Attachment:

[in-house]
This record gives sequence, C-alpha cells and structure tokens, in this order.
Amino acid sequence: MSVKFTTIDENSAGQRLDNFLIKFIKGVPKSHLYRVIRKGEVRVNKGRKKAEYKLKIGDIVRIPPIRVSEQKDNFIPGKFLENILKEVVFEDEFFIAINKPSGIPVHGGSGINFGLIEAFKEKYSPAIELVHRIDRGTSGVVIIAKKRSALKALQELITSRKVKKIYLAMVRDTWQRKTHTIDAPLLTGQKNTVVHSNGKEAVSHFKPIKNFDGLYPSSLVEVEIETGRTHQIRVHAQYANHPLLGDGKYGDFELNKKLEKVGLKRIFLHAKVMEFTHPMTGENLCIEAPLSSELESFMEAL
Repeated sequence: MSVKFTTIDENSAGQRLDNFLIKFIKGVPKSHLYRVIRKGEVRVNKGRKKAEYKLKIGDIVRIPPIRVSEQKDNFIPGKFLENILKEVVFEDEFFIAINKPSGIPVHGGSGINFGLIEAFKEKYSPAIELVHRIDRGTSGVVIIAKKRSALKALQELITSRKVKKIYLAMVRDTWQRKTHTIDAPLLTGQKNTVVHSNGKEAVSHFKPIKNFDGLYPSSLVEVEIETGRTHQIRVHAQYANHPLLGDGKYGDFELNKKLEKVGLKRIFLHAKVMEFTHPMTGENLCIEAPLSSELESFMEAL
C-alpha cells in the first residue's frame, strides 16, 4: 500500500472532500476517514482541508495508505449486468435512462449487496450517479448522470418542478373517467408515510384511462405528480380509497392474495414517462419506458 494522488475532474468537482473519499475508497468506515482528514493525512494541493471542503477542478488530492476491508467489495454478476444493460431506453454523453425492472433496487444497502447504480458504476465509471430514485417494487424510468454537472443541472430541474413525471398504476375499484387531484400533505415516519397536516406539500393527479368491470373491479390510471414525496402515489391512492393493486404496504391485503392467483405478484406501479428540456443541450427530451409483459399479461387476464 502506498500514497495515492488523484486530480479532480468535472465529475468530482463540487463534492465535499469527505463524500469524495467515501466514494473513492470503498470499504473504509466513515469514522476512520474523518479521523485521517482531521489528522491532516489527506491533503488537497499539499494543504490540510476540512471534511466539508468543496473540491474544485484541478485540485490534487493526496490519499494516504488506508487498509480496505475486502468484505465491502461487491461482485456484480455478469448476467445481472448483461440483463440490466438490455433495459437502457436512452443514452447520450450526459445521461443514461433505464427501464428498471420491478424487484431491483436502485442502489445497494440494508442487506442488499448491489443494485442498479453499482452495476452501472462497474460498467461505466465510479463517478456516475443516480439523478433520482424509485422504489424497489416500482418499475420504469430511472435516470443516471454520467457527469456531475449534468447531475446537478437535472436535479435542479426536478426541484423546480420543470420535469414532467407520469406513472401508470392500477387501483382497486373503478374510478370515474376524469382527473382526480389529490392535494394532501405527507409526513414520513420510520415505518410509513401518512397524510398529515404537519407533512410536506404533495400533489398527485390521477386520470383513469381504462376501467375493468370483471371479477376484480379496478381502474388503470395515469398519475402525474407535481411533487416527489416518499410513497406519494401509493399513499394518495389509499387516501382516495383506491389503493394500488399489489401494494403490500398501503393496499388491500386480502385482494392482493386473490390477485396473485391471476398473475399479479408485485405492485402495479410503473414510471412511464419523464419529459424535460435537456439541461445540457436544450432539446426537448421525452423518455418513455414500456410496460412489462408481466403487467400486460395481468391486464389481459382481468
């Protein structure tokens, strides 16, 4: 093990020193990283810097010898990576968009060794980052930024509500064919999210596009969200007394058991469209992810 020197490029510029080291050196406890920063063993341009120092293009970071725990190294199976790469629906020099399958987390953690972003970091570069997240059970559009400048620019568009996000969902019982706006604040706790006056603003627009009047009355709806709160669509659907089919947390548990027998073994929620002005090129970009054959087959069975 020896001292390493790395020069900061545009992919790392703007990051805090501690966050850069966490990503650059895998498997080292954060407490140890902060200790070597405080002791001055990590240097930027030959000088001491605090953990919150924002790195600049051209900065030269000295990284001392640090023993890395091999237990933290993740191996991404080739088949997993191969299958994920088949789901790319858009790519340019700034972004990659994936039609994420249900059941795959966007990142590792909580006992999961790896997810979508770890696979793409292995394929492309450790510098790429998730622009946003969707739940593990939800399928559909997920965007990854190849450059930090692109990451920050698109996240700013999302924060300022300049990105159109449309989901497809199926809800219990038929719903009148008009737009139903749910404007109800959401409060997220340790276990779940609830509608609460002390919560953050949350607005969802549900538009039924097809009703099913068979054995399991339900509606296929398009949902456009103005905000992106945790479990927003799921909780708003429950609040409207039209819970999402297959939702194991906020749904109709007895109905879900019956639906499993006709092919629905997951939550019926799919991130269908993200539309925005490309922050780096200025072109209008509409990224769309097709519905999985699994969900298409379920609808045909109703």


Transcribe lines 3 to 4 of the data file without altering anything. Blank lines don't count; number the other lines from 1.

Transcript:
Amino acid sequence: MSVKFTTIDENSAGQRLDNFLIKFIKGVPKSHLYRVIRKGEVRVNKGRKKAEYKLKIGDIVRIPPIRVSEQKDNFIPGKFLENILKEVVFEDEFFIAINKPSGIPVHGGSGINFGLIEAFKEKYSPAIELVHRIDRGTSGVVIIAKKRSALKALQELITSRKVKKIYLAMVRDTWQRKTHTIDAPLLTGQKNTVVHSNGKEAVSHFKPIKNFDGLYPSSLVEVEIETGRTHQIRVHAQYANHPLLGDGKYGDFELNKKLEKVGLKRIFLHAKVMEFTHPMTGENLCIEAPLSSELESFMEAL
Repeated sequence: MSVKFTTIDENSAGQRLDNFLIKFIKGVPKSHLYRVIRKGEVRVNKGRKKAEYKLKIGDIVRIPPIRVSEQKDNFIPGKFLENILKEVVFEDEFFIAINKPSGIPVHGGSGINFGLIEAFKEKYSPAIELVHRIDRGTSGVVIIAKKRSALKALQELITSRKVKKIYLAMVRDTWQRKTHTIDAPLLTGQKNTVVHSNGKEAVSHFKPIKNFDGLYPSSLVEVEIETGRTHQIRVHAQYANHPLLGDGKYGDFELNKKLEKVGLKRIFLHAKVMEFTHPMTGENLCIEAPLSSELESFMEAL